International Writers Magazine - Our Tenth Year: Portugal
Praça de Dom Pedro IV
Company: Geogad Inc
lovely square called Praça de Dom Pedro IV or, more popularly,
Rossio is easy to spot with its black and white blocks arranged
in wave patterns. For centuries, it has been one of the most popular
squares in Lisbon and the center of much of Lisbon's activity. Not
only does it have its own metro station, but it is also home to
the Rossio Train station, which is located to the northwest of this
This building was
constructed in the latter half of the 19th century and is a Romantic
reproduction of the "Manueline" architectural style, that
was created during the rebuilding of Lisbon after the 1755 earthquake.
This square and its transportation hubs is the starting point of Baixa,
Today Rossio is a busy area filled with cafés, restaurants and
souvenir shops. In the past it has been the site of festivals, military
parades and Portuguese-style bullfights. The original Portuguese bullfight
ended with the death of the bull in the ring until Dom José I
passed a law in the mid 18th century forbidding the bull to be killed.
The king was unfortunate enough to preside over a bullfight in which
a young noble was killed. The young noble was the son and heir of the
Marquis of Marialva and was fighting the bull from horseback. The bull
attacked his horse, which threw the young man to the ground. The bull
then turned and kicked the young noble to death. According to legend,
the Marquis of Marialva, the nearly 70-years-old father of the young
noble, jumped out of his seat into the ring and killed the bull with
The Rossio has seen darker events than bullfights. The worst was the
Portuguese Inquisition. In 1536, the Portuguese Inquisition, the Roman
Catholic Churchs movement against heresy, was officially established
by the king João III. The Portuguese Inquisition is not as well
known to the world as the Spanish Inquisition, but it does have ties
to it. Its targets were heretics and people of different faiths. One
of the most heavily targeted groups was Catholics who had formerly been
Jewish. Portugal had many Jewish citizens even before over 100,000 Jews
were expelled from Spain in 1492. Many of them settled in Portugal where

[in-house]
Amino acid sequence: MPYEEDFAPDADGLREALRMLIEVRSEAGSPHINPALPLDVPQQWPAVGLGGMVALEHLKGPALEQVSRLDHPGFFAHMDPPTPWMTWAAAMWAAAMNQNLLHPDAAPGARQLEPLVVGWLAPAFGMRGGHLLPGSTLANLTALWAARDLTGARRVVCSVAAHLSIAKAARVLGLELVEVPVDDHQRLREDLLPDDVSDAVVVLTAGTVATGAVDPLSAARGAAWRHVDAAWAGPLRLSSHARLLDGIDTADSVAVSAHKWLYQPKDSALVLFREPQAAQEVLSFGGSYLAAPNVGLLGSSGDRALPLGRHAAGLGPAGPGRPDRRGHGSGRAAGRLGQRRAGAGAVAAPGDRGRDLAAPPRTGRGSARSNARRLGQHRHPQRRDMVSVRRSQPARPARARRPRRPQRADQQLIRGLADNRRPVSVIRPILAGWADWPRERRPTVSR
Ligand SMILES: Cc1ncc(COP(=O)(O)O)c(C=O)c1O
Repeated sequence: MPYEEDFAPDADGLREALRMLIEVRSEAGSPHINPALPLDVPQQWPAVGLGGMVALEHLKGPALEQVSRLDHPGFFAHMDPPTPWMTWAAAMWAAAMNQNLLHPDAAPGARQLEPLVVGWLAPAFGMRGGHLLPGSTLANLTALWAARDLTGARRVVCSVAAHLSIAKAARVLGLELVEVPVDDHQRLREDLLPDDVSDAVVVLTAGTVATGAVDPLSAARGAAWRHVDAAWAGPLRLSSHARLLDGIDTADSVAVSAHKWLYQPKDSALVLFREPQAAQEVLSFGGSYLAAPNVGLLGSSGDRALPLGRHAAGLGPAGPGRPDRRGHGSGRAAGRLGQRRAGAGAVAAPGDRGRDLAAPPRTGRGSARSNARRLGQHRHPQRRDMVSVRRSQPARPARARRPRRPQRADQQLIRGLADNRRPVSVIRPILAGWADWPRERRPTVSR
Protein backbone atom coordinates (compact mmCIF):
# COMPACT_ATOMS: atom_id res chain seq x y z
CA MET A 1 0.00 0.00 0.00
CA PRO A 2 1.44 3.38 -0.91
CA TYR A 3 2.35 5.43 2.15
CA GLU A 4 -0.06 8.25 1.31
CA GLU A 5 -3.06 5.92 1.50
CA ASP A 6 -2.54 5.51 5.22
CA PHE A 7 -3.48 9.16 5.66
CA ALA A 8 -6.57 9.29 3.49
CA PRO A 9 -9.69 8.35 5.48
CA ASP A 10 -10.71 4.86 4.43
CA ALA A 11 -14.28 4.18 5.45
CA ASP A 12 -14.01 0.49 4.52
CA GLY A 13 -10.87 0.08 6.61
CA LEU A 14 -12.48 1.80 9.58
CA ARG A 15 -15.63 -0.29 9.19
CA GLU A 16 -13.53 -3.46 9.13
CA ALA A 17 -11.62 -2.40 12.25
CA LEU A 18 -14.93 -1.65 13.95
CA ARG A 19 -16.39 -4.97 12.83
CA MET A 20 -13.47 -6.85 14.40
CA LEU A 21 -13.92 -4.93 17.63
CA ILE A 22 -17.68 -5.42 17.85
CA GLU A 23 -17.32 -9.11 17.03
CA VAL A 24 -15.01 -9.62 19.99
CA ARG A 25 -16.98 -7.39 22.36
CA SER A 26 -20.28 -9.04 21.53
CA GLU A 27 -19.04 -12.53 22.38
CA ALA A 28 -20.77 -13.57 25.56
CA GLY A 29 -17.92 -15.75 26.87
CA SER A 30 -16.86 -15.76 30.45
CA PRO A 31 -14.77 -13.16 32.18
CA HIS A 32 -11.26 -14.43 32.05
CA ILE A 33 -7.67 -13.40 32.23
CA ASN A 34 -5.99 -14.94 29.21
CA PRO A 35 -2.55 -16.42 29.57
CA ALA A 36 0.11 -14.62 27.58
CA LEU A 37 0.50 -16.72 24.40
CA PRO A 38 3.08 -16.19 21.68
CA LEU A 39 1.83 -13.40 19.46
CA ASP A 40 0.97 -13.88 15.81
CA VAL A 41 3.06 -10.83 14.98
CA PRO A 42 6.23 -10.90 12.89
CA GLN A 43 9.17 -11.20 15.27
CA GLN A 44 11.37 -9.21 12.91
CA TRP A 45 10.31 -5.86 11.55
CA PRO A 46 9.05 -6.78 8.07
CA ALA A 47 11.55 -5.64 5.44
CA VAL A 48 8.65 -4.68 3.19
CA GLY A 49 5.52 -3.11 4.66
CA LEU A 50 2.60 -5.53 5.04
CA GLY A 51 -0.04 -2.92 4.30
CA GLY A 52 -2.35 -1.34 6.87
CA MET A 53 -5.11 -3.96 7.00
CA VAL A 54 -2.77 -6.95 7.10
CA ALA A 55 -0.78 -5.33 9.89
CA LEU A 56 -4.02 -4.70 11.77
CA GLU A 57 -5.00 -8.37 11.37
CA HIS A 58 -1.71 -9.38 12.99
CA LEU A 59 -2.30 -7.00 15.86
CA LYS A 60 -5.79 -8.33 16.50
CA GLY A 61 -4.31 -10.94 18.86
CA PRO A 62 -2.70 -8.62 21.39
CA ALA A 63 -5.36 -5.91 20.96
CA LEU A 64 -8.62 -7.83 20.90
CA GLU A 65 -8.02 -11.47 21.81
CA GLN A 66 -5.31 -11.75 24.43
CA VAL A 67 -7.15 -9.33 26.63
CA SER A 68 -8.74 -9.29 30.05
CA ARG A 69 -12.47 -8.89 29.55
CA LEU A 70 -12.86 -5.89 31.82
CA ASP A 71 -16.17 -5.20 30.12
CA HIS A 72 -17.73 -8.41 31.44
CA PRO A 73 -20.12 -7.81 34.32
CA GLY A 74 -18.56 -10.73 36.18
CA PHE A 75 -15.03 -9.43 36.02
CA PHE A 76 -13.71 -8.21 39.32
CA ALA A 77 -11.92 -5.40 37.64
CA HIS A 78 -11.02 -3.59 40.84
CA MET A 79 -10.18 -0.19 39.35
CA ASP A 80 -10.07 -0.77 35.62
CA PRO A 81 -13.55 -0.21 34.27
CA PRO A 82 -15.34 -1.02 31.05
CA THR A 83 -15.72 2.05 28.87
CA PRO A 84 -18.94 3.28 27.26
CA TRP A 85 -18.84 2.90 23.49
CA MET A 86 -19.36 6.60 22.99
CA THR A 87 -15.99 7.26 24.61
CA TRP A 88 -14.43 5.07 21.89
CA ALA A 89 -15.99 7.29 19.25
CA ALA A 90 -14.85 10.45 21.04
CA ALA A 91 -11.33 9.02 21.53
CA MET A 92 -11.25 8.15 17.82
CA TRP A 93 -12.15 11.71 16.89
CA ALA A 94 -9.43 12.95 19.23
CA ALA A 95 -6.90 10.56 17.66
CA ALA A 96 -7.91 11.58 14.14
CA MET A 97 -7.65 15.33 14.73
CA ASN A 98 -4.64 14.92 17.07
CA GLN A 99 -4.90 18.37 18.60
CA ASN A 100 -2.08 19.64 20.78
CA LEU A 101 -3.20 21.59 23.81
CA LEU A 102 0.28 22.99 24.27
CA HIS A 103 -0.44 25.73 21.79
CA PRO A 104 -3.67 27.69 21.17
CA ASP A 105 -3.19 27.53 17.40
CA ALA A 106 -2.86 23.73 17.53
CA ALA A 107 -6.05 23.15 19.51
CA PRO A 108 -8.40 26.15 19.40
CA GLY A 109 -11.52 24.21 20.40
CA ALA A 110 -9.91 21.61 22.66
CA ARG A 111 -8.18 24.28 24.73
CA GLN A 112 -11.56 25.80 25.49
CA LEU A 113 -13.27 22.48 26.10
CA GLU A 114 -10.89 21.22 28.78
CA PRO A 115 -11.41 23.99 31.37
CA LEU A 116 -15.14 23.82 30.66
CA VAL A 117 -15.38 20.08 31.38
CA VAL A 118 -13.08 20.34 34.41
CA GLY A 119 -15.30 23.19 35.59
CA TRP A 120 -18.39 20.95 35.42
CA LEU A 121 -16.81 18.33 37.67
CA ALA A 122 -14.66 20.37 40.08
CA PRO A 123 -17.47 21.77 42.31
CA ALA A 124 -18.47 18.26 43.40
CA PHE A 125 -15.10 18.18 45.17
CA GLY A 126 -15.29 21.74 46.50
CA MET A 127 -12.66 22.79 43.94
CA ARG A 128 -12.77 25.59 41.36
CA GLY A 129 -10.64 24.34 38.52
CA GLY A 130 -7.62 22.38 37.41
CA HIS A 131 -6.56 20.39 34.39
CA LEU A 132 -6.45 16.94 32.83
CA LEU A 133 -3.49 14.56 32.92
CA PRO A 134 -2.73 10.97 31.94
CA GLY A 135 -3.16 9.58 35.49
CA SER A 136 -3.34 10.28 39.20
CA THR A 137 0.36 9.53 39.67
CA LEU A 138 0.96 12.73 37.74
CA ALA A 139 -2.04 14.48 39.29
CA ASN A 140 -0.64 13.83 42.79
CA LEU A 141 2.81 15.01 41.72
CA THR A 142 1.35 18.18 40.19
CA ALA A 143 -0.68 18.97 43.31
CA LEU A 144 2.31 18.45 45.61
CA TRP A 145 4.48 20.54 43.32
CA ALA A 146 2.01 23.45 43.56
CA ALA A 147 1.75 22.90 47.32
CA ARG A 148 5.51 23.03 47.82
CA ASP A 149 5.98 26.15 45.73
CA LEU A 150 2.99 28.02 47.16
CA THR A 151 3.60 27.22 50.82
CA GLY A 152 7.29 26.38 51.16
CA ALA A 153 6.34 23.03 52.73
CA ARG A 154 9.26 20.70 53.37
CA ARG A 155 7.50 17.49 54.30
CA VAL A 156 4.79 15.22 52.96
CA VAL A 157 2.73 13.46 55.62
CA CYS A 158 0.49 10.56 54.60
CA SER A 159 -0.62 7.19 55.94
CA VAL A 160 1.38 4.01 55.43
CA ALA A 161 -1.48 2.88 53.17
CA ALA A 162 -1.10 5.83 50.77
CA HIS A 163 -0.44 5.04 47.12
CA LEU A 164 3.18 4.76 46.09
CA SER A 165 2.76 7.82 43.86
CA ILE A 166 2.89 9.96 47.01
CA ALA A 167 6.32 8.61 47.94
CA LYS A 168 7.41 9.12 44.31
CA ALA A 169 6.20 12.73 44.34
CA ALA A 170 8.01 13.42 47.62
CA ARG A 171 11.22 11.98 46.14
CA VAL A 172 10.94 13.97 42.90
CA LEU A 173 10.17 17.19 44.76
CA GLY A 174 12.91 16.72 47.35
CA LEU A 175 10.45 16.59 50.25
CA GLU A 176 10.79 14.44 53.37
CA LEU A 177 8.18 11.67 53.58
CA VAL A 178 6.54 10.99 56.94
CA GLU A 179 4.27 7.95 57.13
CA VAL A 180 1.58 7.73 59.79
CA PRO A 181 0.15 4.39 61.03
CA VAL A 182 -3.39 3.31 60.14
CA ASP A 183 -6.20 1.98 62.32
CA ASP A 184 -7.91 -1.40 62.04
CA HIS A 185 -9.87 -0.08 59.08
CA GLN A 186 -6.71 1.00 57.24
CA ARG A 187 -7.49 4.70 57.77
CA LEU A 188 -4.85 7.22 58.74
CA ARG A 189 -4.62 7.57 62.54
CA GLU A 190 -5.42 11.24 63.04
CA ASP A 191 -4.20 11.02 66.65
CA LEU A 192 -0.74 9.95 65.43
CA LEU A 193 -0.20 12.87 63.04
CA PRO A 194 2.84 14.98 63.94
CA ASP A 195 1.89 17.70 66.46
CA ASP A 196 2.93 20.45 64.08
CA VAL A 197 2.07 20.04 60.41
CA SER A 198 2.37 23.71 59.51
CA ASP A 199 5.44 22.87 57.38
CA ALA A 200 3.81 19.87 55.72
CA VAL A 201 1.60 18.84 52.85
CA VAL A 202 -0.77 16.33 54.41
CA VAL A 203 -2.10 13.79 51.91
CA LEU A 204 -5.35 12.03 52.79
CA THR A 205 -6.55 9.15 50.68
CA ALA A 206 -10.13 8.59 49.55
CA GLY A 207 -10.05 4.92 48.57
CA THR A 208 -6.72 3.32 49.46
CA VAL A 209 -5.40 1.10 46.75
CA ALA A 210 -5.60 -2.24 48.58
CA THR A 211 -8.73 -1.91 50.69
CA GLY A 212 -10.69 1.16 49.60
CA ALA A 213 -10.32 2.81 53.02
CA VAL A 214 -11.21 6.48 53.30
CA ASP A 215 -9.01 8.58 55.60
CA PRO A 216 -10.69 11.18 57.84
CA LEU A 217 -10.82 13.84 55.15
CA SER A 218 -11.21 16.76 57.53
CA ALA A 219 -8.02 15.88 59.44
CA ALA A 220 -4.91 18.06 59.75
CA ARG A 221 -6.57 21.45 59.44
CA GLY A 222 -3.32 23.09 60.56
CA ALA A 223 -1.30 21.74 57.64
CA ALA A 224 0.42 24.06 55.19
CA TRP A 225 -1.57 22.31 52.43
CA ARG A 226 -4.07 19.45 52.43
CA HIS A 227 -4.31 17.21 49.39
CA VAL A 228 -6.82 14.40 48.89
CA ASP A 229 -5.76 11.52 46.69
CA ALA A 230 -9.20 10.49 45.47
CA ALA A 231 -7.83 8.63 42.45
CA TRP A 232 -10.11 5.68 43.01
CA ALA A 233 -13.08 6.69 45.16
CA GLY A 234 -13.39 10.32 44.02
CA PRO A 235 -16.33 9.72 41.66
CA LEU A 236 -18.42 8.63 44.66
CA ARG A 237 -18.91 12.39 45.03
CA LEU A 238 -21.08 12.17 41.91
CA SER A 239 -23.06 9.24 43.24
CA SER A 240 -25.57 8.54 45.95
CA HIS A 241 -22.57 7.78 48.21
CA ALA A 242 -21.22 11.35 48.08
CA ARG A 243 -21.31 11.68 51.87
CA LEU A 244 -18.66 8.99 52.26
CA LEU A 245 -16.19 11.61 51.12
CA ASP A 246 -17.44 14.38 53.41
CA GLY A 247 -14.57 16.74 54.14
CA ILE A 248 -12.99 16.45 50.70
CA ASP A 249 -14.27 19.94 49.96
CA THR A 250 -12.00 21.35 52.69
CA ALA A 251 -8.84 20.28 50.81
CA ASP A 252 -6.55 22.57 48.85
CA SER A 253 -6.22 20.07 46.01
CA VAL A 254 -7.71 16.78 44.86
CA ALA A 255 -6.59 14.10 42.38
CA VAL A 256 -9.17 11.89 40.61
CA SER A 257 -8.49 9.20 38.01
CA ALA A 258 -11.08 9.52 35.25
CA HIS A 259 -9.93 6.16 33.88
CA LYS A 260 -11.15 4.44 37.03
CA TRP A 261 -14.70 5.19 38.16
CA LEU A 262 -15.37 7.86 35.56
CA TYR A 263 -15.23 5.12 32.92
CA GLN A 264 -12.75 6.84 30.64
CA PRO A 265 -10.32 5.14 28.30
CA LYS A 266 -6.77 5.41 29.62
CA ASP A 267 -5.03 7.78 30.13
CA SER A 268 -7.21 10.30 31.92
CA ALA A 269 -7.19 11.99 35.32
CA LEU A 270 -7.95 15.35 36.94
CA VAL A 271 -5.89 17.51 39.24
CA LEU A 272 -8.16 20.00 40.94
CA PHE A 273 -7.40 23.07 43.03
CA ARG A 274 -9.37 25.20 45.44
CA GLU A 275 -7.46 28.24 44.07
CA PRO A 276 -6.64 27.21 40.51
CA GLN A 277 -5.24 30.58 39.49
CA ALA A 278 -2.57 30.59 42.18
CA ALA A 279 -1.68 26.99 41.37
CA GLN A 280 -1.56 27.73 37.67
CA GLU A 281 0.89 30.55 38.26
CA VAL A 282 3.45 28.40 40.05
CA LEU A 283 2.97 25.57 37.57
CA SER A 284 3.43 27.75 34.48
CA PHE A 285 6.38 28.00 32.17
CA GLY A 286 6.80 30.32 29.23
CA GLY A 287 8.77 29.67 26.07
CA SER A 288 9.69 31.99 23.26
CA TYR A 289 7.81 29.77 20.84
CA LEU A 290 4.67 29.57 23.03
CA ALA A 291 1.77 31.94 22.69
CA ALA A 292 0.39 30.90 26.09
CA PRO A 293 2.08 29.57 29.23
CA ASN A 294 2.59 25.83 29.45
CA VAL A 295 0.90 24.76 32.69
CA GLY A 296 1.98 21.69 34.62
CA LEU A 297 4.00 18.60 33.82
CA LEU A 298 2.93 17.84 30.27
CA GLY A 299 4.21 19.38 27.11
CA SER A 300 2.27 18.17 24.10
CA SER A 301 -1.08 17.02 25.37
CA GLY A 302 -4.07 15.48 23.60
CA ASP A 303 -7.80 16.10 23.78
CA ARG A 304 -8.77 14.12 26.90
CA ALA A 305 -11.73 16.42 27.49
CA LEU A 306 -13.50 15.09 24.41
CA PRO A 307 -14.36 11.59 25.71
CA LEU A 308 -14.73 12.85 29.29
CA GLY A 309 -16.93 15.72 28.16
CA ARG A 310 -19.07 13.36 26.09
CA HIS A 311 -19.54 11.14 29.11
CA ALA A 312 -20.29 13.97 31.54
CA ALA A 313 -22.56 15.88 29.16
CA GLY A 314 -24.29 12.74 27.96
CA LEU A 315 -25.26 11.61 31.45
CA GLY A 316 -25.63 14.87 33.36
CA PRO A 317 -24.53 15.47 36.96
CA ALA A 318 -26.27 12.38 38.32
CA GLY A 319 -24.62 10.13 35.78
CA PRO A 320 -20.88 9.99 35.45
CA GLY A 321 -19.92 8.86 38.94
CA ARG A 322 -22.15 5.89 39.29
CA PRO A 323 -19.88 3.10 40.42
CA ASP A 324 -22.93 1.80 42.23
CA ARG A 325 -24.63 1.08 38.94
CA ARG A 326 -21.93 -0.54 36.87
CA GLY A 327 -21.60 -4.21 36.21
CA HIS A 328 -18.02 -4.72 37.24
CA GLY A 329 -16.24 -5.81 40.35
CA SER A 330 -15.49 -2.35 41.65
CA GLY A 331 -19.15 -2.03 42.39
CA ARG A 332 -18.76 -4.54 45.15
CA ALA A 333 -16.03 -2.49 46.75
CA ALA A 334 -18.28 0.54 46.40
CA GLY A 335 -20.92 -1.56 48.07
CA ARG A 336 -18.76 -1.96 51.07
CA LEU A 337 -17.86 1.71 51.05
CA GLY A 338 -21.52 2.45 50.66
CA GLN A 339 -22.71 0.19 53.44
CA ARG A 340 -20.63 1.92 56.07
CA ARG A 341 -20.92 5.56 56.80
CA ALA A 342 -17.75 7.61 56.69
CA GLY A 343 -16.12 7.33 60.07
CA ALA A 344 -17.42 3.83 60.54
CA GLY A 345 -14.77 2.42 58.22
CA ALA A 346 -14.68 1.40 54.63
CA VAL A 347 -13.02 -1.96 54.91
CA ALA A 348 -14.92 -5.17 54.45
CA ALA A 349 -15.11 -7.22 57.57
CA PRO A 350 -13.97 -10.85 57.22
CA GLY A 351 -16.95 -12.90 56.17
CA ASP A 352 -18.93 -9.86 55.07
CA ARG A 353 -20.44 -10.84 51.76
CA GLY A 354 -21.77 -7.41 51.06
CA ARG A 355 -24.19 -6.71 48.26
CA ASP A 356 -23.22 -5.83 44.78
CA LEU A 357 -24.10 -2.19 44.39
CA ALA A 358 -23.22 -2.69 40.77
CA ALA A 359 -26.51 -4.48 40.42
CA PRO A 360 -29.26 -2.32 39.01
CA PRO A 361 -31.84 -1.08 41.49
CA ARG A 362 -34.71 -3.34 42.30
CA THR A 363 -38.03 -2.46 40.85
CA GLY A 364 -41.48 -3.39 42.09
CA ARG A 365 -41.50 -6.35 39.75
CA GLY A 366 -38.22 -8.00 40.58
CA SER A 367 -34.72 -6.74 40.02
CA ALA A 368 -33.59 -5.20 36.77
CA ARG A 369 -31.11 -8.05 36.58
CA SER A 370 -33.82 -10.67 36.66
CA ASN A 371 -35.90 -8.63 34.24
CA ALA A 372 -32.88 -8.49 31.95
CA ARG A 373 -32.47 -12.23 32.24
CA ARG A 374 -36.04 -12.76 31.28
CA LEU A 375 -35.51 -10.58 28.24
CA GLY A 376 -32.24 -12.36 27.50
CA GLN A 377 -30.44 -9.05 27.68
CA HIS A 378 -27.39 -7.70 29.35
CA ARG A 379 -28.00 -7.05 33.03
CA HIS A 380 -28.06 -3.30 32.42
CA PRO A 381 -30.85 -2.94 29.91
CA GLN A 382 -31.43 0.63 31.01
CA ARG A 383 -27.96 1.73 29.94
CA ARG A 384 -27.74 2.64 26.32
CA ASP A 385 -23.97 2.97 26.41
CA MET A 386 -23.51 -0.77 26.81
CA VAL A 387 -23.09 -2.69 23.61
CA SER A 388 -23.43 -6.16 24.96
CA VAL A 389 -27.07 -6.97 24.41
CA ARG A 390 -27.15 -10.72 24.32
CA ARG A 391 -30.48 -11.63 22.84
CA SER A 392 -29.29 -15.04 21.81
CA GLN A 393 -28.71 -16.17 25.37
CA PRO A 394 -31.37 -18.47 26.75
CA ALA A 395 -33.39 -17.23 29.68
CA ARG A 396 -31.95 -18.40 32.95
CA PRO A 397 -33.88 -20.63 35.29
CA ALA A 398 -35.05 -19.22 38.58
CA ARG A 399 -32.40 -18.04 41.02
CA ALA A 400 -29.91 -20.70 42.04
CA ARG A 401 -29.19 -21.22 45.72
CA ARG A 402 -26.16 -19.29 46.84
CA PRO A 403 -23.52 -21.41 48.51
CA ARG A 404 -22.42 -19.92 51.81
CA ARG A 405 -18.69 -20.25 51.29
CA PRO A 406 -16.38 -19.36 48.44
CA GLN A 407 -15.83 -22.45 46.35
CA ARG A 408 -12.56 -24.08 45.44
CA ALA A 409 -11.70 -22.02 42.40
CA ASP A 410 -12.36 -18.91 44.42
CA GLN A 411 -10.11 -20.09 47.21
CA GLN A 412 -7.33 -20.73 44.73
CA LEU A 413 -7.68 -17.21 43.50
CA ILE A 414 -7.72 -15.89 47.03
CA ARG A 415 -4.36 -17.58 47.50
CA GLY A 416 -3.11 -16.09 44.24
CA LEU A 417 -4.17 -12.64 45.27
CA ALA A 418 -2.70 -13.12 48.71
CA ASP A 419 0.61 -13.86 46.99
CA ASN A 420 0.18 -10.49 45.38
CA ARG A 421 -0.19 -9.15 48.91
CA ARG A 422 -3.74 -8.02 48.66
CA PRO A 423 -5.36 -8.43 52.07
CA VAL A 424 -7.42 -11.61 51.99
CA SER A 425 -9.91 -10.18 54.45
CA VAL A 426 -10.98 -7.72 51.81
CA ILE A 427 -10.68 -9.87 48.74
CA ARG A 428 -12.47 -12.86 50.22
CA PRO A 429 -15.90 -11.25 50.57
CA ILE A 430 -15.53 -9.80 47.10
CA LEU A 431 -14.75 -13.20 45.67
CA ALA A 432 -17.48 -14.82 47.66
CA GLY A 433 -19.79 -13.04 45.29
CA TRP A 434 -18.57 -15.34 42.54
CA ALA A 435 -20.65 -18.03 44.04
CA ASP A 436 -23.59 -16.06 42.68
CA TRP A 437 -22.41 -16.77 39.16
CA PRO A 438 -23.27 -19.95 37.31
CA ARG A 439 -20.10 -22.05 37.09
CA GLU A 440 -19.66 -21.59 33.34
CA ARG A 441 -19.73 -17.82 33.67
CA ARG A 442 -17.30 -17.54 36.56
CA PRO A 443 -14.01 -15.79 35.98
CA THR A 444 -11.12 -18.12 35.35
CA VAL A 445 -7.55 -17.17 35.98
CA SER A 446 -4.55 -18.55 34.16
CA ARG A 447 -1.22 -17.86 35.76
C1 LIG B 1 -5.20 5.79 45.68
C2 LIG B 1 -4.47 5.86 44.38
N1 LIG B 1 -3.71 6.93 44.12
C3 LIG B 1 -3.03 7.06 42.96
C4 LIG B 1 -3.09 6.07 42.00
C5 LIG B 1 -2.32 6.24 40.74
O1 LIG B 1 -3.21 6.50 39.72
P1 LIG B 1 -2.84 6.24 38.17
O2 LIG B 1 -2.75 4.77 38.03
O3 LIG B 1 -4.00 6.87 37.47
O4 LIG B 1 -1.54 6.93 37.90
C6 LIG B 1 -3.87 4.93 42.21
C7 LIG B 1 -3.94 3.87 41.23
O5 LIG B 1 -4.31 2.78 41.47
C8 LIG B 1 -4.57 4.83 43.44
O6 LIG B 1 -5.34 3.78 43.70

their skills in science, education and trade were of great benefit to
Portugal. However, their contributions to all areas of education, science
and commerce could not relieve the unease that the Catholic Portuguese
leaders felt at their practice of their Jewish faith. Any semblance
of tolerance ended in October of 1497. The Portuguese King Manuel I
decided to marry a Spanish princess to give greater legitimacy to his
claim to the throne. The princess refused to marry him unless he expelled
all of the Jews from his kingdom. Manuel I did not want to lose the
benefits brought to his kingdom by the Jewish residents, so he came
up with a plan. He ordered all Jews to leave his kingdom before the
expulsion deadline of October, 1497, and he then made it very difficult
for the Jews to leave. As the deadline approached, the Jews trapped
in Portugal with no way to leave were forced to convert to Christianity
to save their lives. Even living publicly as Christians did not remove
the suspicions or jealousies of their Catholic neighbors. Sometimes
their neighbor's emotions erupted into violence. Over the next 30 years,
thousands would lose their lives. When the Catholic Church gave its
official approval for the Portuguese Inquisition in 1536, the violence
was formally legitimized as "auto da fe", which literally
translates as "act of faith". The first official auto da fe
took place in Lisbon on September 20, 1540.
If a person was found guilty of rejecting the Catholic faith, secretly
practicing another religion, or corrupting the doctrines of the Catholic
Church, they would be tried by Church authorities. The auto da fe itself
was a religious event to judge offenders, which was presided over by
the officials of the Catholic Church. During the auto da fe, the Church
officials determined the guilt or innocence of the accused and decided
their punishment. But the Church did not carry out the sentence; that
was the responsibility of the state. As a result, the auto da fe itself
was not to include torture or executions. The auto da fe was held in
the headquarters of the Inquisition, which used to be located on the
north side of this square in a building called the Palácio de
Estaús. If found guilty and a punishment was determined, the
condemned would be publicly paraded to the Rossio where their sentences
were read out to all. The actual punishments and executions were enforced
by the government authorities after the auto da fe had ended, often
in this very square. These punishments ranged from burning a person